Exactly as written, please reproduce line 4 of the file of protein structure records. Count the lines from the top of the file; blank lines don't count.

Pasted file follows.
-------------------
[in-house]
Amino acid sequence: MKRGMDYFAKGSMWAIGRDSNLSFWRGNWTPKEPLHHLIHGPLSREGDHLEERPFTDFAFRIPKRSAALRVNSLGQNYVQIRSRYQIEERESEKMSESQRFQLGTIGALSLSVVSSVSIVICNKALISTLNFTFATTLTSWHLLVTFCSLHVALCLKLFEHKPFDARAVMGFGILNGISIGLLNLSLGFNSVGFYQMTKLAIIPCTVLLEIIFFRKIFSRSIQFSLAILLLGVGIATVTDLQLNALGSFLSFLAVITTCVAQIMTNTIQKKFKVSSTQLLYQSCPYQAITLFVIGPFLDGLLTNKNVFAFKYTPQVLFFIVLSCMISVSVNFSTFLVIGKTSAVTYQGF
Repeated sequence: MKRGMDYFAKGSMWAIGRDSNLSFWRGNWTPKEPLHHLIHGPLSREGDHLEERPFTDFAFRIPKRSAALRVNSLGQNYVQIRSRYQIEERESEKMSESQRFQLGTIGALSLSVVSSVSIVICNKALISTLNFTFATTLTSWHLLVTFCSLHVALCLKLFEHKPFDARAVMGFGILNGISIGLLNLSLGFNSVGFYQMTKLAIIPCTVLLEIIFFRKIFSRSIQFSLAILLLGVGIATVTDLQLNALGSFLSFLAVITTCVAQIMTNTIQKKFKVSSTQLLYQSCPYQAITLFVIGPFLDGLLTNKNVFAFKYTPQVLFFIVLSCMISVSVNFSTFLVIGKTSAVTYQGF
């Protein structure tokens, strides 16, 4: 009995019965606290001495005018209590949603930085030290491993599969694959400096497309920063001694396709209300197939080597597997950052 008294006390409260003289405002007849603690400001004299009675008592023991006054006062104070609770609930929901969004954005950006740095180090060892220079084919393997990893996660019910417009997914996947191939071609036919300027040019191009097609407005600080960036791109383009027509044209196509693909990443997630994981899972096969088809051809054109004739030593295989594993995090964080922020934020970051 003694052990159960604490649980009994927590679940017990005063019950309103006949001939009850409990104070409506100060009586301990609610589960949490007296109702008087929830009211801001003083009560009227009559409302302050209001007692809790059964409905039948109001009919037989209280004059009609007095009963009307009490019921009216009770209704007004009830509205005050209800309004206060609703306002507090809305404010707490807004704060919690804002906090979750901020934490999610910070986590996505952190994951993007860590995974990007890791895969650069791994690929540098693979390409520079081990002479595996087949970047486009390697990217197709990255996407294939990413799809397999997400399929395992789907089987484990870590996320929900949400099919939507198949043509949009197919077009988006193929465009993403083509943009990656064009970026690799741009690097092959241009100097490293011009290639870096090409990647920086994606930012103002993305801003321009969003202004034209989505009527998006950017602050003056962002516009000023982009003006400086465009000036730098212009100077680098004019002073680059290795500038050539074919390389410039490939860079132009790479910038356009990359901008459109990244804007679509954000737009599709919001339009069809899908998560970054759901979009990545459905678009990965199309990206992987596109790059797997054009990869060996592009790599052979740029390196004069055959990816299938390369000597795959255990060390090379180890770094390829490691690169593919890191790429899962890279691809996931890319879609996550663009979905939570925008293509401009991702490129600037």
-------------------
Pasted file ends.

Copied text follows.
């Protein structure tokens, strides 16, 4: 009995019965606290001495005018209590949603930085030290491993599969694959400096497309920063001694396709209300197939080597597997950052 008294006390409260003289405002007849603690400001004299009675008592023991006054006062104070609770609930929901969004954005950006740095180090060892220079084919393997990893996660019910417009997914996947191939071609036919300027040019191009097609407005600080960036791109383009027509044209196509693909990443997630994981899972096969088809051809054109004739030593295989594993995090964080922020934020970051 003694052990159960604490649980009994927590679940017990005063019950309103006949001939009850409990104070409506100060009586301990609610589960949490007296109702008087929830009211801001003083009560009227009559409302302050209001007692809790059964409905039948109001009919037989209280004059009609007095009963009307009490019921009216009770209704007004009830509205005050209800309004206060609703306002507090809305404010707490807004704060919690804002906090979750901020934490999610910070986590996505952190994951993007860590995974990007890791895969650069791994690929540098693979390409520079081990002479595996087949970047486009390697990217197709990255996407294939990413799809397999997400399929395992789907089987484990870590996320929900949400099919939507198949043509949009197919077009988006193929465009993403083509943009990656064009970026690799741009690097092959241009100097490293011009290639870096090409990647920086994606930012103002993305801003321009969003202004034209989505009527998006950017602050003056962002516009000023982009003006400086465009000036730098212009100077680098004019002073680059290795500038050539074919390389410039490939860079132009790479910038356009990359901008459109990244804007679509954000737009599709919001339009069809899908998560970054759901979009990545459905678009990965199309990206992987596109790059797997054009990869060996592009790599052979740029390196004069055959990816299938390369000597795959255990060390090379180890770094390829490691690169593919890191790429899962890279691809996931890319879609996550663009979905939570925008293509401009991702490129600037």